The extended lockdown, while desirable from the point of view of India trying to flatten the curve of COVID 19-transmission so that its healthcare system is not overwhelmed, has underscored just how vulnerable millions of migrant, unorganised sector workers in the country continue to be. If it was the migrants’ homeward march over hundreds of kilometres that marked the first phase of the lockdown, the visuals of thousands of migrants protesting in front of the railway station in Bandra, Mumbai, despite lathicharge by the police, mark its extension.
The plight of the migrants, in the short run, must be treated as a humanitarian crisis needing urgent attention. To be sure, states did try early on to relieve them of the pain brought about by the lockdown decision—even this temporary cessation of wage flow impacts their and their families’ survival.
The Delhi government, and some NGOs started providing food daily at homeless shelters while Maharashtra, armed with a roster of nearly 30,000 migrant workers stranded in Mumbai, created temporary shelters that also provided food. While the Supreme Court has ordered adequate medical facilities apart from food, drinking water, and sanitation to be provided at relief camps for migrants, and the Centre has directed all states and union territories to take such welfare measures, there is many a slip twixt intent and implementation.
There have been reports from Delhi-NCR, Surat, Mumbai, etc, of the necessary relief either being in short supply or not available at all. Add to this the fact that social distancing and advised hygiene measures would be practically impossible to follow in camps, significantly raising transmission risk, cities seeing high migrant labour inflow are ticking COVID-19 time-bombs.
Against such a backdrop, states like Rajasthan have urged the Centre to allow migrants to travel back to their villages—indeed, as FE has reported, Maharashtra has allowed 1.3 lakh sugarcane workers to return to their native villages within the state—with the hope that once the transmission curve is reasonably flattened, the migrants can return to work in the cities. That could be a solution worth exploring, but only if there is a strategy to ensure rigorous testing, quarantining, and social distancing during travel.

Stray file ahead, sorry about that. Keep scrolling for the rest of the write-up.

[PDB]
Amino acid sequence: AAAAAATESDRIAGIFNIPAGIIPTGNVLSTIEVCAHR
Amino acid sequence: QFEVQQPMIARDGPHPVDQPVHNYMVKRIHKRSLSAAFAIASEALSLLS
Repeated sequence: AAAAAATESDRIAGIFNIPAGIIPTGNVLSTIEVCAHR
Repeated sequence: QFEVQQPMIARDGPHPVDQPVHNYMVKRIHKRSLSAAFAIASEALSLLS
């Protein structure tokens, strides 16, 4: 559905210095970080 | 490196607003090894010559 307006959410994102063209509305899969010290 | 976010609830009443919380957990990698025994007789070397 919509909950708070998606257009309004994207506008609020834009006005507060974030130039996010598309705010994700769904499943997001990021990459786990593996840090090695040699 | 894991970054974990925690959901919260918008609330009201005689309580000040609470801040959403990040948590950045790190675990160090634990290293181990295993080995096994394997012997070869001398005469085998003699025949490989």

While testing may not prove a panacea at the population level, or even at a very large scale—as argued by eminent public health expert Dr K Srinath Reddy in these pages (bit.ly/2Vrqo9O)—the fact is, pooled testing in a cluster could be used to identify infection or exposure. It would be easier to deal with the problem of false positives (associated with a high sensitivity test like RT PCR), or false negatives (associated with the rapid antibody tests) in clusters of migrant workers given the absolute numbers will be low.
Those who test positive can then be quarantined in the city of their work, while the rest are allowed to travel back to their states; with most states now insisting on quarantining all who arrive from other states, any case missed earlier can also be identified. Alternatively, a mandatory quarantining near the arrival station could be ordered to check for any infection that was missed earlier. Given incidence in rural areas, as has been reported by states, has been absent to quite low, there is a need to ensure that urban to rural transmission doesn’t take place. But, given the Centre, as per an April 19 notification, deems it fit to allow migrant workers to travel for work within the state they migrated to, it is hard to see why, with due testing and quarantining diligence, they can’t be allowed to go back home.